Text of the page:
Johan Mak Seedling Mix (6 bulbs)
Spicy fragrance, 3 to 5 Feet. July / Early August flowering.
Price is for PACKAGE OF 6 BULBS
This is your OPPORTUNITY OF A LIFETIME to add to your garden magnificent mixed seedlings from World Class Breeder Johan Mak at a fraction of the cost of similar named varieties.
Coming from the same gene pool as selections such as 'Kon-Tiki', 'Umbra mi Fu', 'Cosmic Gumdrop' and all the others, these are seedlings that normally would have been tilled under and destroyed following the selection process. “Tilled in and destroyed”??? You might react in shock and say “why”? The reason is, breeders make their living from hybrids coming from the gene pools they have developed, in Johan's case, some 50 years of work. To just let that work go out to the public means that the breeder gives his competitors a jump forward to capitalize on his years of work without expending the time and effort themselves.
Why, you might ask, is Johan now releasing such valuable material to the public? Well it boils down to simple mathematics. As the production schedule shown below shows, from seed to a crop of a dozen or so bulbs takes 8 years. For greater numbers, it means time in a tissue culture lab and several more years in the field now making it up to 12 years. At age 75, it means that anyone starting out in the Spring of 2024 would be looking at the year 2032 to 2036 before they could possibly bring something to market in competition with Johan being then 83 to 87 years old. In the life of a plant breeder, time is the greatest enemy.
These bulbs will all be hand dug in October and November of 2023 and will go into cold storage for Spring 2024 shipping. Sold in groups of 6, this is a field run mix, requests for specific colors can not be honored. 3 to 5 Feet. Late July / Early August Flowering. Sweet Fragrance.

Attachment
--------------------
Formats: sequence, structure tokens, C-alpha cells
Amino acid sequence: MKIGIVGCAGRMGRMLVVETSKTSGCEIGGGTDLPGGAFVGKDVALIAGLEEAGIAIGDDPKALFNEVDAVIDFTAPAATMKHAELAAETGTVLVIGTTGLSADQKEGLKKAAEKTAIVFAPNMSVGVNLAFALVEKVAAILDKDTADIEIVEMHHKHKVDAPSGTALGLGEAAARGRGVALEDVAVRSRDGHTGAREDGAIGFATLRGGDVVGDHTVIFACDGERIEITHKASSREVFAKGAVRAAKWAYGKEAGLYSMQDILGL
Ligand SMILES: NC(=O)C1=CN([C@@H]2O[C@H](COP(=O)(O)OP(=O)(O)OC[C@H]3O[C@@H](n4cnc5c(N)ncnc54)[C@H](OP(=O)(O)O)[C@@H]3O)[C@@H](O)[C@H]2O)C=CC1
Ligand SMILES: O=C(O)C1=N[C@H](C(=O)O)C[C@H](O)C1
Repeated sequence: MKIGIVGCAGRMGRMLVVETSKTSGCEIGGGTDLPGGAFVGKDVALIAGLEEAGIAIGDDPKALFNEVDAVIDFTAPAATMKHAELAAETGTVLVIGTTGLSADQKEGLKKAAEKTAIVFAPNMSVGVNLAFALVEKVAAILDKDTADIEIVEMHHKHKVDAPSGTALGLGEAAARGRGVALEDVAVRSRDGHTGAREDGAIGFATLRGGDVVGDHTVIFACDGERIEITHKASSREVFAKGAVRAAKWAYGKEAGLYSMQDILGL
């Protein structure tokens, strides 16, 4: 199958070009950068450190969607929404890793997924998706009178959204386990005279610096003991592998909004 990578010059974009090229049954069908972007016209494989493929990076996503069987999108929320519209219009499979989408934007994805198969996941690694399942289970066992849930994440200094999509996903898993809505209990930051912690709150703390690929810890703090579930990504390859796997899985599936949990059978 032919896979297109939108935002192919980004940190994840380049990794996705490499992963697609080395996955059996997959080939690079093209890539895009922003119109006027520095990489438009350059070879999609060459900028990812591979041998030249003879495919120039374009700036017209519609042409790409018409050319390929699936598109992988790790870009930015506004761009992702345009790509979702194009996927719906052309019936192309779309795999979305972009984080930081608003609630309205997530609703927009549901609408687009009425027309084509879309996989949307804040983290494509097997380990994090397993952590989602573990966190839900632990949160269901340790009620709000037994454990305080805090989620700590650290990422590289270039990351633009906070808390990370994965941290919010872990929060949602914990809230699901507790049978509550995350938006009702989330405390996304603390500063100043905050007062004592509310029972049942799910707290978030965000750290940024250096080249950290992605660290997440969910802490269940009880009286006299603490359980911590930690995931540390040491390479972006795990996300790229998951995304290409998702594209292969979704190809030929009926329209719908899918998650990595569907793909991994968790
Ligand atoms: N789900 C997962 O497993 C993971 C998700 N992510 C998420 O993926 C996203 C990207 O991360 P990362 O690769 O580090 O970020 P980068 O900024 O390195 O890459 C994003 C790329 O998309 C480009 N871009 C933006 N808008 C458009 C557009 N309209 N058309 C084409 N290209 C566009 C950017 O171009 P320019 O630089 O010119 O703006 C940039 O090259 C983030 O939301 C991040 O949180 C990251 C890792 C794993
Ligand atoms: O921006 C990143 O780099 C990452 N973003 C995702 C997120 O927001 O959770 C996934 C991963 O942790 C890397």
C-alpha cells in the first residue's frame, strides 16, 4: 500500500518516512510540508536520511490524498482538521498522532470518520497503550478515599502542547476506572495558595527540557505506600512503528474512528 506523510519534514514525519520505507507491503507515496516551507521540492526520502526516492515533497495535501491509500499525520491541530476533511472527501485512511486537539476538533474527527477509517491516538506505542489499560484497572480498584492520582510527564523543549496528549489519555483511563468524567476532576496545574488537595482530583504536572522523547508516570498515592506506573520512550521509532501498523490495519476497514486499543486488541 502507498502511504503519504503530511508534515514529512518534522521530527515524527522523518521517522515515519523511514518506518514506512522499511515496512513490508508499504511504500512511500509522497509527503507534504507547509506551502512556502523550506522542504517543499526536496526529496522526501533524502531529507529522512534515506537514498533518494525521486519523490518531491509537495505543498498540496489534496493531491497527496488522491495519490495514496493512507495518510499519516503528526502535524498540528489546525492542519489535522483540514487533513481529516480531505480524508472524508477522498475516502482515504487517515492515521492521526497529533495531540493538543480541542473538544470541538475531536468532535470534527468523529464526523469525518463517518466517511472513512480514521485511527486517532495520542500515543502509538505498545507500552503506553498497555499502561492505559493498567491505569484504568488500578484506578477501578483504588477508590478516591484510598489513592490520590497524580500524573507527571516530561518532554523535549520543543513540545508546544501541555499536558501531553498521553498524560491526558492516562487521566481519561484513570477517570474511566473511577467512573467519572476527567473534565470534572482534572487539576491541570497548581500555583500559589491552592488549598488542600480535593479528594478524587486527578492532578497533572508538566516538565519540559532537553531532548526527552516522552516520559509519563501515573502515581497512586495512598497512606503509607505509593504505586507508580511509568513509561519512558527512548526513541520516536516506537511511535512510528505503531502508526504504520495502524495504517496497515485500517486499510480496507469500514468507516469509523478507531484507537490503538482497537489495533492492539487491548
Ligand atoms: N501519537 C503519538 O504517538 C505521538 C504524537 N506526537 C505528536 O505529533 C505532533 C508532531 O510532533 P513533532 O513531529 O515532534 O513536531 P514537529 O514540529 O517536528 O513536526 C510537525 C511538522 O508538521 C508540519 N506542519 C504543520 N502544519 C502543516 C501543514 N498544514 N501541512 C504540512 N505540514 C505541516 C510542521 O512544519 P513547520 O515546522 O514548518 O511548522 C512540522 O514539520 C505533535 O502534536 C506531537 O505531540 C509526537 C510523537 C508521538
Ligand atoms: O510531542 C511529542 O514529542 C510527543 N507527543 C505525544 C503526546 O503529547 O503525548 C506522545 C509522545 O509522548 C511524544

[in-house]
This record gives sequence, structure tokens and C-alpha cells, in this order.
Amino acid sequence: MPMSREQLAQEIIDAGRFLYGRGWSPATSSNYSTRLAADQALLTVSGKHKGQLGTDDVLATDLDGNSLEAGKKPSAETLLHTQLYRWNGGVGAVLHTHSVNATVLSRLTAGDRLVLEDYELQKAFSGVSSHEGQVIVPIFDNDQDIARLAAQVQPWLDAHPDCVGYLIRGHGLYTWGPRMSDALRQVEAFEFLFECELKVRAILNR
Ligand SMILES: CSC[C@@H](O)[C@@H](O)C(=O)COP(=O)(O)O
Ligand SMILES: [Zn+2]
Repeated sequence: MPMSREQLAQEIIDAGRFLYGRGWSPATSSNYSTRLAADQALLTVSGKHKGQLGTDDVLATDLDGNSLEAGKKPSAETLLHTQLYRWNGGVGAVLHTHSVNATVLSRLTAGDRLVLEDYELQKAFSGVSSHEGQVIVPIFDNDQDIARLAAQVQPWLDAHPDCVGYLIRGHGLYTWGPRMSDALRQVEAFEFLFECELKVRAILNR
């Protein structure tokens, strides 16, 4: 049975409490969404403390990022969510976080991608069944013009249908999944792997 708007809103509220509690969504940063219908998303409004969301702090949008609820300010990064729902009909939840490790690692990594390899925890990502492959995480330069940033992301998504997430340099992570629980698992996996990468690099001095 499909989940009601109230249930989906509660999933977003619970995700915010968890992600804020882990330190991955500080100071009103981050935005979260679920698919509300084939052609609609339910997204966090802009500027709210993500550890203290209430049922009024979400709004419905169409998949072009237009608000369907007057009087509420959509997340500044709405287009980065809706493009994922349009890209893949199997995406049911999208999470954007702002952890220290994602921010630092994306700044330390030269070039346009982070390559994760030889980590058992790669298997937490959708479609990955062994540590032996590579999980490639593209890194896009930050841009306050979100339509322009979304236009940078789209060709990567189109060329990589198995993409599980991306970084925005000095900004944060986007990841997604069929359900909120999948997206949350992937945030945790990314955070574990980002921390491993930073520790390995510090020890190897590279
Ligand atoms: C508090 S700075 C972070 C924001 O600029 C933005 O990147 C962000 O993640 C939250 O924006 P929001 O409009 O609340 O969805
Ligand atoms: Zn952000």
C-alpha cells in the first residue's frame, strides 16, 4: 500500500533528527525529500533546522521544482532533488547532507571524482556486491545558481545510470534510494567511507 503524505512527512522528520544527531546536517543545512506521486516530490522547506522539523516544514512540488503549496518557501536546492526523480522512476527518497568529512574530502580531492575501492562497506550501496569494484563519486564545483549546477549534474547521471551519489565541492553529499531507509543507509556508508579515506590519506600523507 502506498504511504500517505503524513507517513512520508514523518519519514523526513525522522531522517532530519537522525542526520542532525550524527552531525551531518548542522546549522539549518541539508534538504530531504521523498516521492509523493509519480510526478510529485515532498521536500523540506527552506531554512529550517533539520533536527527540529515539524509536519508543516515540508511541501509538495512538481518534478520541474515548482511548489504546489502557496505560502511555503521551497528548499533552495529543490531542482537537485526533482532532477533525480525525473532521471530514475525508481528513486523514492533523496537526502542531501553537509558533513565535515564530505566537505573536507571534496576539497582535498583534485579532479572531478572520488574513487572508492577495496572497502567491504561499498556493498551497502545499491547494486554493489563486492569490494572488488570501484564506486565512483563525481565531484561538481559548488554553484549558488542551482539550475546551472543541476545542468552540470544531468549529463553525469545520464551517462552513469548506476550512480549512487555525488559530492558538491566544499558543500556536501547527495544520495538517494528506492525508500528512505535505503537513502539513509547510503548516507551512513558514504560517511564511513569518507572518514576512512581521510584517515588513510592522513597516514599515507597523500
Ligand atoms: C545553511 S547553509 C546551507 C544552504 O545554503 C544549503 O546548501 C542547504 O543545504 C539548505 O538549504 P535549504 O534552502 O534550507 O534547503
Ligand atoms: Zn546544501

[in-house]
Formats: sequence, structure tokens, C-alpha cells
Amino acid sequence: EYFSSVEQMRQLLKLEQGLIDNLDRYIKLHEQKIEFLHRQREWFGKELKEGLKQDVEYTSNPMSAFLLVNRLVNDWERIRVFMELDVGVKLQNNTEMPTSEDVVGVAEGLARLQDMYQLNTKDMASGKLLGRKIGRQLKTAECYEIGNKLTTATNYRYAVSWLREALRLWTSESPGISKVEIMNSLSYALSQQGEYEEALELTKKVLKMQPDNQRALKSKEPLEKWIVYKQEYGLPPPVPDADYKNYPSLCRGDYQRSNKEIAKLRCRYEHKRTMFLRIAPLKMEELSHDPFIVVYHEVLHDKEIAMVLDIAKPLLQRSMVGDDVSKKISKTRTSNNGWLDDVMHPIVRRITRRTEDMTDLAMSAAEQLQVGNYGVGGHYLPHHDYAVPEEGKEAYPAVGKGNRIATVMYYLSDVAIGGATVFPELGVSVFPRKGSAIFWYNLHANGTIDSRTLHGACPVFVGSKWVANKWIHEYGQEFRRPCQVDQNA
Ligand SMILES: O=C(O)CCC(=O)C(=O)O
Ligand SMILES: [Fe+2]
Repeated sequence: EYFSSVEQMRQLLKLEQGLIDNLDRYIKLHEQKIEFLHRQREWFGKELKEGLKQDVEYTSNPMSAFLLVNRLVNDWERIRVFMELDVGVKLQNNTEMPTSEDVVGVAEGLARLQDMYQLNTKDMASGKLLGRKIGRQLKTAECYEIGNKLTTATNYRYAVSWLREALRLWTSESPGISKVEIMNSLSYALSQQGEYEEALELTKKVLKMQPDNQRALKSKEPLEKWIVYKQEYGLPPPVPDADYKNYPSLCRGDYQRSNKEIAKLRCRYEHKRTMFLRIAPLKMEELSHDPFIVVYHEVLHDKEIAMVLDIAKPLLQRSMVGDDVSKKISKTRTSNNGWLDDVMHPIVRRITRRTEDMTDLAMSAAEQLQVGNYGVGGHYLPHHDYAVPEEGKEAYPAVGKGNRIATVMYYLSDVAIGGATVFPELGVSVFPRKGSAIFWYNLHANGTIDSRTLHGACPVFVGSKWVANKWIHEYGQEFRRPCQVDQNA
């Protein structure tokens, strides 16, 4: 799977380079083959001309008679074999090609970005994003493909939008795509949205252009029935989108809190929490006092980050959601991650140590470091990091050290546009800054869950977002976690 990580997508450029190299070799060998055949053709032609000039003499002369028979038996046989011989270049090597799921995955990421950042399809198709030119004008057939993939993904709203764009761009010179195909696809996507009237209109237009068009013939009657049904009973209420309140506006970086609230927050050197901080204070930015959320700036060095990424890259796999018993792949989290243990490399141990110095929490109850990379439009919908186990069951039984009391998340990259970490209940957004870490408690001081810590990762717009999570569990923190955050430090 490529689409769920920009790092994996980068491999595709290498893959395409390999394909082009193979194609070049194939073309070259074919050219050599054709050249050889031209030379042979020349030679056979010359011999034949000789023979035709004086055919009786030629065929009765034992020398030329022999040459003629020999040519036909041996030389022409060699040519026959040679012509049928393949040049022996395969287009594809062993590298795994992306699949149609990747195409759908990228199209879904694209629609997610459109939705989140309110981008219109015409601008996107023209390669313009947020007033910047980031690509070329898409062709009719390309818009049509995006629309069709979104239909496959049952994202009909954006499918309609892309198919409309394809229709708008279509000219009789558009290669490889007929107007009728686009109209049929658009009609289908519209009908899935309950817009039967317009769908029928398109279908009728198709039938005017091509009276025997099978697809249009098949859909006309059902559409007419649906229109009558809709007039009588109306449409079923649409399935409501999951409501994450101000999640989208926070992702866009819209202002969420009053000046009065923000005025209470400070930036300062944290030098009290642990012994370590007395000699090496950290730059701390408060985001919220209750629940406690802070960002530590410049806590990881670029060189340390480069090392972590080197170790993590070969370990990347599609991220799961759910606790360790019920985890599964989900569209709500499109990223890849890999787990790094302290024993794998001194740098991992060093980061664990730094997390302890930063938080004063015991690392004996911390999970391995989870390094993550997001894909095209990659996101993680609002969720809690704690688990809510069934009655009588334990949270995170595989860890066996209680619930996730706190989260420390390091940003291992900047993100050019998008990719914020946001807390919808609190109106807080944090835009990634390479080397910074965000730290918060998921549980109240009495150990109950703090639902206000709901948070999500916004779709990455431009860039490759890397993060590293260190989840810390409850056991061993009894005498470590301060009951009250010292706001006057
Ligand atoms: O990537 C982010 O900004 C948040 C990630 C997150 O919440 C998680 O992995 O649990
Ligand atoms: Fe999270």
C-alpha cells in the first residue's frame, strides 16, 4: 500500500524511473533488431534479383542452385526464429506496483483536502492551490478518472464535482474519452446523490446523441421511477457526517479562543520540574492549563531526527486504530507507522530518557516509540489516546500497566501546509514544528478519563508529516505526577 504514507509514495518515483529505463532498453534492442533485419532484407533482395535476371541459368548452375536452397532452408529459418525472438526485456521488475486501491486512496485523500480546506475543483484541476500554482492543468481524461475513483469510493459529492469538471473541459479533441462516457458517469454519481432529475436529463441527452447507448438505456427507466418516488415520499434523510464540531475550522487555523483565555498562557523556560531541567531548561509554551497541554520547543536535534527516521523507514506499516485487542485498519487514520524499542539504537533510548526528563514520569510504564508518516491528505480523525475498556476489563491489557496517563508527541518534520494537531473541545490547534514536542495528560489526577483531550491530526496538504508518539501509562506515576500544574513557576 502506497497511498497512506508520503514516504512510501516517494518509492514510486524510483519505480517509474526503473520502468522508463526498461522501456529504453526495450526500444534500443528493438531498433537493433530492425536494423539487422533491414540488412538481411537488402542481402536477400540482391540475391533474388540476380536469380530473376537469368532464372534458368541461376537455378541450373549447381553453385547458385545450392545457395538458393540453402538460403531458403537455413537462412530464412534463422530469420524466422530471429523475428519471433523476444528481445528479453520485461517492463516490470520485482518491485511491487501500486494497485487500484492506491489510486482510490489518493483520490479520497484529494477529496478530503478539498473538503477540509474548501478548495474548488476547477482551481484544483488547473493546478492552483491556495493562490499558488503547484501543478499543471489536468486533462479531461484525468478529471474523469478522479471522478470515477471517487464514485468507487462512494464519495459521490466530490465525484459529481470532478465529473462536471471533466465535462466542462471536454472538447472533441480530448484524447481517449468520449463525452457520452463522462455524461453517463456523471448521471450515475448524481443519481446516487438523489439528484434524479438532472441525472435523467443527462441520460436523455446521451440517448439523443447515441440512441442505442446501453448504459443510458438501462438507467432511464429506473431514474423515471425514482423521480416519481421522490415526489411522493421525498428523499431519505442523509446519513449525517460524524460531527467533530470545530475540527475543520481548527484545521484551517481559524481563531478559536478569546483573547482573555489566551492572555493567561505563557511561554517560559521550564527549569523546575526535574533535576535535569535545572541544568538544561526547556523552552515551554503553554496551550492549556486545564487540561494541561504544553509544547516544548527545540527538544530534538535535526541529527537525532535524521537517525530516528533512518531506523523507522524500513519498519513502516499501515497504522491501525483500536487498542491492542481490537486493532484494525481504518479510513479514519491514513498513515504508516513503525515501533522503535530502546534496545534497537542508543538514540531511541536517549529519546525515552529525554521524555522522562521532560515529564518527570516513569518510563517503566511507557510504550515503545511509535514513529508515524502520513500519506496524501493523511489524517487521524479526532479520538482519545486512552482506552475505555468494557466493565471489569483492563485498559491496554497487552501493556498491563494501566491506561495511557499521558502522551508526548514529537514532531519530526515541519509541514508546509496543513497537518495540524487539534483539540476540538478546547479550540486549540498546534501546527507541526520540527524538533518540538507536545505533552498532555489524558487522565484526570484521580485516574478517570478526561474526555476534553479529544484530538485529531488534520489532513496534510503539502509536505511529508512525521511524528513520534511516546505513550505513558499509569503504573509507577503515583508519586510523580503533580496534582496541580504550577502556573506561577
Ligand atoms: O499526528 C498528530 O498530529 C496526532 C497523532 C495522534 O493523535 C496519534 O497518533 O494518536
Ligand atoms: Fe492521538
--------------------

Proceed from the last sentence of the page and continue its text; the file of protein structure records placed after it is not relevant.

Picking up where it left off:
We asked Johan to give us a timetable for greenhouse / field production to show our customers just what goes into bringing a selection from seed to market. It is a long and arduous project. Back in the days when we were still displaying at the spring garden shows, one of the most common questions was “Why do lilies cost so much more than tulips or daffodils?" My reply always was “time”. You are paying for years of effort and hard work just to bring something to market.
This is just a brief breakdown of the steps involved. It does not take into account the individual planting of each and every seed (numbering often times into the thousands) by Johan's wife, Ria, followed by their first harvest and again, placing by hand, each and every resulting bulblet into nursery flats, one at a time.
Re. from seed to a clone/variety.
Year 1: Most crosses (99%) are made in the greenhouse. After the harvest and cleaning of the seeds, they are packed in moist fine peat and receive a warm and after that, a cold treatment.
Year 2: After the cold treatment (early June) the bulblets are planted in flats in a custom (secret) growing mixture blend spending their first year in a growing house.
Year 3: Seedling flats are now moved out to the field and placed on top of well prepared and amended soil where the roots are able to go through the bottom of the flats to “look for” the nutrients they need to continue growth. While this causes a problem in separating the flats from the soil in the fall, the resulting bulbs are much larger and stronger than straight field planting.
Year 4: This is the first year where bulbs are actually field planted. While many will produce their first flower this year, there are not yet enough flowers to make selections.
Year 5: The second year in the field and time to start making selections. The following year, selections are moved to the greenhouse in preparation for scaling.
Year 6: Last year in the field for making final selections. Bulbs that are not selected are rototilled and a cover crop of grass is planted. The newly selected bulbs are then scaled.
Year 7: 2nd year in the field. When growing season(s) are cooperative, (meaning spring is warm and pleasant rather than the new norm of being cold and wet) about 35% of planted varieties/clones will be large enough to be offered for retail sales.
Year 8: 3rd. year in the field. The rest of plantings will have grown to be commercial size bulbs usually 12 to 15 from the originally scaled bulb.
For large scale production, a bulb now goes to a tissue culture lab for another year and then those bulblets go back to the field and will yield a crop three years later meaning you now have 12 years of your life invested in that bulb before a single sale is made.
Bulb Size - Our standard for bulbs of this Oriental Hybrid Lily Bulb cultivar ranges from Premium-size (16/18 cm) to Exhibition-size (over 20 cm).
Classification: Oriental Hybrid Lily (USDA Zones 7b-9, lows to +5 F. Winter mulch recommended in the colder climates)
Stock #7300 - 'Mak Breeding Mix' - Oriental Hybrid Lilys